Dr. Irene Gammel holds the Canada Research Chair in Modern Literature and Culture and at Ryerson University, Toronto, where she is a professor of English. She is also the director of the Modern Literature and Culture Research Centre, dedicated to the study and preservation of early twentieth-century modern texts and artifacts. She is the author and editor of ten books, including the internationally acclaimed Baroness Elsa: Gender, Dada, and Everyday Modernity: A Cultural Biography (2002). Well known for her scholarship on gender and modernism, Dr. Gammel has helped uncover the earliest roots of modern and feminist performance art, contributed to the consolidation of L. M. Montgomery Studies as an academic field, and claimed women’s confessional discourses as a sub-discipline of autobiographical studies.
Dimitri Nasrallah is the author of three novels, most recently The Bleeds (2018). He was born in Lebanon in 1977, during the civil war, and lived in Kuwait, Greece, and Dubai before moving to Canada in 1988. His first novel, Blackbodying (2005), won The Quebec Writers’ Foundation’s First Book Prize and was a finalist for the Grand Prix du livre de Montréal. His second novel, Niko (2011), won the Hugh MacLennan Prize for Fiction, was nominated for CBC’s Canada Reads and the International IMPAC Dublin Literary Award, and went on to become a critical and commercial success in French. A film adaptation is currently in pre-production. He lives in Montreal, where he is fiction editor for the Esplanade Books imprint at Véhicule Press. He is currently translating Éric Plamondon’s 1984 Trilogy from French to English.
Shelagh Rogers is a veteran broadcast-journalist. She is the host and a producer of
The Next Chapter, an award-winning CBC Radio program devoted to writing in Canada. In 2011, she received an Order of Canada for promoting Canadian culture and for advocacy in mental health, adult literacy and reconciliation. That same year, she was named an Honorary Witness for the Truth and Reconciliation Commission of Canada. She is the co-editor of Speaking My Truth: Reflections on Reconciliation and Residential School, Reconciliation and the Way Forward, and Speaking My Truth: The Journey to Reconciliation. She holds honorary doctorates from six universities, and in 2016 was the inaugural recipient of the Margaret Trudeau Award for Mental Health Advocacy. Shelagh and her producer Jacqueline Kirk share the 2015 Ontario Writers’ Conferences Cornerstone Award.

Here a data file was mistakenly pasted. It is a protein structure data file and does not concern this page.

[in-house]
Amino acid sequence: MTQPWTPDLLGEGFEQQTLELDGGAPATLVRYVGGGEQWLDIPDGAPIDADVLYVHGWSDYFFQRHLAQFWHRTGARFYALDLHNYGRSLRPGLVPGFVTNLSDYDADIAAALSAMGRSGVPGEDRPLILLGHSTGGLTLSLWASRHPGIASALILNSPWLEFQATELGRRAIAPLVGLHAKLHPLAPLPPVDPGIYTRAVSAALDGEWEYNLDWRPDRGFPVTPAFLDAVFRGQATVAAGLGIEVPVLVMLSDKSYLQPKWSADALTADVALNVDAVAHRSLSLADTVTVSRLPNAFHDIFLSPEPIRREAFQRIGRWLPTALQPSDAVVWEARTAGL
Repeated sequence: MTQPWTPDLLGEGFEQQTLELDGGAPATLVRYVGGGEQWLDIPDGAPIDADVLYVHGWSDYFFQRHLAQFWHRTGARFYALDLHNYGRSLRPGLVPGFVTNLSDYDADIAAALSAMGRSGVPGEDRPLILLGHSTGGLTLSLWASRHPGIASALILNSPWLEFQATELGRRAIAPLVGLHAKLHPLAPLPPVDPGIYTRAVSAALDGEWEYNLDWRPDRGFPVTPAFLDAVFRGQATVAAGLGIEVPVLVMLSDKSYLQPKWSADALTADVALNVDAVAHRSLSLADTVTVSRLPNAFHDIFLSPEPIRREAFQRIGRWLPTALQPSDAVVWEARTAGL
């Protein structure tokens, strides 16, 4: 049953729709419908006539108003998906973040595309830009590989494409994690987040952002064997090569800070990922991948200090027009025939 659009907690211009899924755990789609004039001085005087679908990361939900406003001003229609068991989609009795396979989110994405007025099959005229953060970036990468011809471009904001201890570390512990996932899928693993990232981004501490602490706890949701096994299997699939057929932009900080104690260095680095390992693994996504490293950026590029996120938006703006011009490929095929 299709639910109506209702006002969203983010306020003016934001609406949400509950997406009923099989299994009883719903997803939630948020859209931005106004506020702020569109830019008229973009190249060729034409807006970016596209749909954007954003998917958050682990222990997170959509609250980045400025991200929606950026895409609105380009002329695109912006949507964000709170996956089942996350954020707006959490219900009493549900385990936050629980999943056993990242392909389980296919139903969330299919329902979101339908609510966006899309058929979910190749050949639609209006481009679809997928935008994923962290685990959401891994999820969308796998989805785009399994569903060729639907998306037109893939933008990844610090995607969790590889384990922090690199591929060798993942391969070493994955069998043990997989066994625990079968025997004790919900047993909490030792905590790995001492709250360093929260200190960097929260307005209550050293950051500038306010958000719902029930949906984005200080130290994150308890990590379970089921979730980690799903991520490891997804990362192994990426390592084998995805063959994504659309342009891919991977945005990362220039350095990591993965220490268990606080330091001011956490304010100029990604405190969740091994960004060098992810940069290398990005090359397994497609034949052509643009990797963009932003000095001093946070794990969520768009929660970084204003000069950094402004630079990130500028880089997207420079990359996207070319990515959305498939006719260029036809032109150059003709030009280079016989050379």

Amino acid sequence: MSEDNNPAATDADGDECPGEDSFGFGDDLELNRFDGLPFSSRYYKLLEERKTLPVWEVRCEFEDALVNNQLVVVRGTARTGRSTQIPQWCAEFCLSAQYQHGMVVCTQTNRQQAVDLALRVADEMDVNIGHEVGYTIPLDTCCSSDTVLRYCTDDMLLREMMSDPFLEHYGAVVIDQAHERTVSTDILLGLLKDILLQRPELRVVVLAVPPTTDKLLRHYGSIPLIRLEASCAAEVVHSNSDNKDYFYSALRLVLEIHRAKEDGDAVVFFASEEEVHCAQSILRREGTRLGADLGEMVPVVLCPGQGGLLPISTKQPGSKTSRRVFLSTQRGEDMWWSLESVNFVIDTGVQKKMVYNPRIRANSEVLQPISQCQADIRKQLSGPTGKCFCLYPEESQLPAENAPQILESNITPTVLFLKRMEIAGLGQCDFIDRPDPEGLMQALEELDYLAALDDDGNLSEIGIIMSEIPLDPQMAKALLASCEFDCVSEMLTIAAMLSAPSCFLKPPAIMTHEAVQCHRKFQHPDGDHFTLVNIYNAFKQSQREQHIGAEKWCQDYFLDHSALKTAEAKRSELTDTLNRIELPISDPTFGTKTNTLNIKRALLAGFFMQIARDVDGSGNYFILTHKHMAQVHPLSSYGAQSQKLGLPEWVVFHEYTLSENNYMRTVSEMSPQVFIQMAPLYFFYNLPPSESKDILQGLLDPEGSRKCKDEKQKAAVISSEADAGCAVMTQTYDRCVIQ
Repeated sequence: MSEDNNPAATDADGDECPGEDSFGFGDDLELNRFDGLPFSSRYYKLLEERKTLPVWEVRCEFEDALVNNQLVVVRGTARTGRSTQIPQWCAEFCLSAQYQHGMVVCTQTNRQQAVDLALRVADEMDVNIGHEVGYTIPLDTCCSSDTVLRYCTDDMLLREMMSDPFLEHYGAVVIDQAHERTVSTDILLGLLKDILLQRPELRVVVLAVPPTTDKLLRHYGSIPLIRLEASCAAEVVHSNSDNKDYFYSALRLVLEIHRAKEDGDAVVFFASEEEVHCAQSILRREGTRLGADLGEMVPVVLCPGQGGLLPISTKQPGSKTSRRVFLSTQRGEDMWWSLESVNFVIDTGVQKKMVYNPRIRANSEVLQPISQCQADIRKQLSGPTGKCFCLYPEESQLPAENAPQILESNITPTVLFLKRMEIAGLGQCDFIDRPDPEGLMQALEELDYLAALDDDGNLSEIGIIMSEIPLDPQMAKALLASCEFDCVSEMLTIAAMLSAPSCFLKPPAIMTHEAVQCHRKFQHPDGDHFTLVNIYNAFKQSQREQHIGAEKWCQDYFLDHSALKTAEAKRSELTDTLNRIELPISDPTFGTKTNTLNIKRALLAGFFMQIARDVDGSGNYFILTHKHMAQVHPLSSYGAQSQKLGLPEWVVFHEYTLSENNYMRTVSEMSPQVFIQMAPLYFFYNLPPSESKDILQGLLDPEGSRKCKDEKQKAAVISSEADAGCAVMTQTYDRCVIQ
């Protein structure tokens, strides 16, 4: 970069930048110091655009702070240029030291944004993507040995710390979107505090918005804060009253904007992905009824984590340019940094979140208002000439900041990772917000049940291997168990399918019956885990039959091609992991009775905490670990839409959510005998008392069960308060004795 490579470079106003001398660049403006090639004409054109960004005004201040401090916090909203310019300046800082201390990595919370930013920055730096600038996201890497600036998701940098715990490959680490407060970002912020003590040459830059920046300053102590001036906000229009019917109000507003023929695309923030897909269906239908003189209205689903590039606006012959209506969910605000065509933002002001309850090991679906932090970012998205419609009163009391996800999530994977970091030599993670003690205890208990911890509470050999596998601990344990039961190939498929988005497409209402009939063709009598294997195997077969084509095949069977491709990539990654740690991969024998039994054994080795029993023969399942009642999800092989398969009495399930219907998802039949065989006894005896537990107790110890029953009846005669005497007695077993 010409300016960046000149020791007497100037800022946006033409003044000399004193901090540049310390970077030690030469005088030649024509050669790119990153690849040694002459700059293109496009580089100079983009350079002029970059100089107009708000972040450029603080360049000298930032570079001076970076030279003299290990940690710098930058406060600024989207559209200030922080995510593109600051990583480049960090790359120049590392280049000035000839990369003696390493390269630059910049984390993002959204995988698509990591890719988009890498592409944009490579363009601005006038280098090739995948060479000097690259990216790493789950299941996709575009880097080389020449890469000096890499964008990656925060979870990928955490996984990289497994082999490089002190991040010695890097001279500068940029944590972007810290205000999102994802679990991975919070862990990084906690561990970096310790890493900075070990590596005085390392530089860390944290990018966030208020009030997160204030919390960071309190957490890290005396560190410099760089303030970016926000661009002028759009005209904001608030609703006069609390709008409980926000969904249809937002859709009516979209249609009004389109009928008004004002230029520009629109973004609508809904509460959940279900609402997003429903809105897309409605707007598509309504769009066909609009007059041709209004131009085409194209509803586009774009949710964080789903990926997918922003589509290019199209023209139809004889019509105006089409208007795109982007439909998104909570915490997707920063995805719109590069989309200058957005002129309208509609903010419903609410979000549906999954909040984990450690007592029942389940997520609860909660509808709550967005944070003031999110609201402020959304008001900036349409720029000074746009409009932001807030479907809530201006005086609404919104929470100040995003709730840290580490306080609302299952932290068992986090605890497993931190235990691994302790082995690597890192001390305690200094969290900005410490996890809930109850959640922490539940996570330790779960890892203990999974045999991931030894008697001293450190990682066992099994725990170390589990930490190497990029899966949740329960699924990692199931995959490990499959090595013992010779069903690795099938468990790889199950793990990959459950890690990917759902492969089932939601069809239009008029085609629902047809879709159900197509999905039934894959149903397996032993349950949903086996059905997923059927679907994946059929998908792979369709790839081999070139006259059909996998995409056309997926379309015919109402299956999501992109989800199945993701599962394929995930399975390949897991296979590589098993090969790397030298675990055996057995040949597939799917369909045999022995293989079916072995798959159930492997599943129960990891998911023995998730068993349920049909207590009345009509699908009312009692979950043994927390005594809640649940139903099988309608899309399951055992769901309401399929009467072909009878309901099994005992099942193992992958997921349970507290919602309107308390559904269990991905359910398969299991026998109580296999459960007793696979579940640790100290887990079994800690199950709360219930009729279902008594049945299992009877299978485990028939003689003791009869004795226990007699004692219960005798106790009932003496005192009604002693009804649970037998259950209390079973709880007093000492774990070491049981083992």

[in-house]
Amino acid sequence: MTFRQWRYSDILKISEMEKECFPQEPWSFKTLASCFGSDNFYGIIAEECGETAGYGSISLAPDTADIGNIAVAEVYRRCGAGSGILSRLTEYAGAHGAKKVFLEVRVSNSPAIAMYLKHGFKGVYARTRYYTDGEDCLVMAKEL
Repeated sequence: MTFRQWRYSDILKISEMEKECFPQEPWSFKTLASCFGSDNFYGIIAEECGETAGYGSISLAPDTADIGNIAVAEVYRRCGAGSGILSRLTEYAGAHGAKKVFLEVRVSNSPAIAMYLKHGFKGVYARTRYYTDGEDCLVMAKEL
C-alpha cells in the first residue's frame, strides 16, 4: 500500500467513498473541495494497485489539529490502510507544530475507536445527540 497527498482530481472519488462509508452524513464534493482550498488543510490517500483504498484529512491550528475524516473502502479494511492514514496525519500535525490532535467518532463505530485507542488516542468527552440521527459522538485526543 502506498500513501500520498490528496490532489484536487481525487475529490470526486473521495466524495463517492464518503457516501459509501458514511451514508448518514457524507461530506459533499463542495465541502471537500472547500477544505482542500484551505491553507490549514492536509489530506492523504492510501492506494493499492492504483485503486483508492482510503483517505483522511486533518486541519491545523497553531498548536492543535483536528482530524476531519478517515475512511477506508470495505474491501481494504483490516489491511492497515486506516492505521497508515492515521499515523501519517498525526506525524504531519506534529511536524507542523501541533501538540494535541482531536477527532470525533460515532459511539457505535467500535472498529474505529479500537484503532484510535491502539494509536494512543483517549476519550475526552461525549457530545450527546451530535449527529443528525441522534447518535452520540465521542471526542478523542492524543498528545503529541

Youth Author Award
Thank you for your submissions to the Youth Author Short Fiction category of the 2018 Amazon Canada First Novel Award.
You will receive notification the week of April 23 if your story is the winner, and a public announcement will be made the week of May 22.
New this year to the Amazon Canada First Novel Award is the Youth Author short-fiction category. Authors between the ages of 13 and 17 submit a short story under 3,000 words, and our panel of judges will choose the winner.
The prize for the winning short story is $5,000 and a mentorship lunch with The Walrus editors on Wednesday, May 23, 2018.
Full competition rules here
The deadline was Friday, March 30, 2018 at 11:59PM
First Novel Award
THANK YOU FOR YOUR SUBMISSION TO THE ADULT AUTHOR CATEGORY OF THE 2018 AMAZON CANADA FIRST NOVEL AWARD.
YOU WILL RECEIVE NOTIFICATION THE WEEK OF APRIL 16 IF YOUR NOVEL MAKES THE SHORTLIST, AND A PUBLIC ANNOUNCEMENT WILL BE MADE THE WEEK OF APRIL 23.
The shortlist will be announced in April 2018 and the winner will be announced on Tuesday, May 22, 2018, at an award ceremony in Toronto attended by the city’s literary elite.
$40,000 Grand Prize
Full competition rules here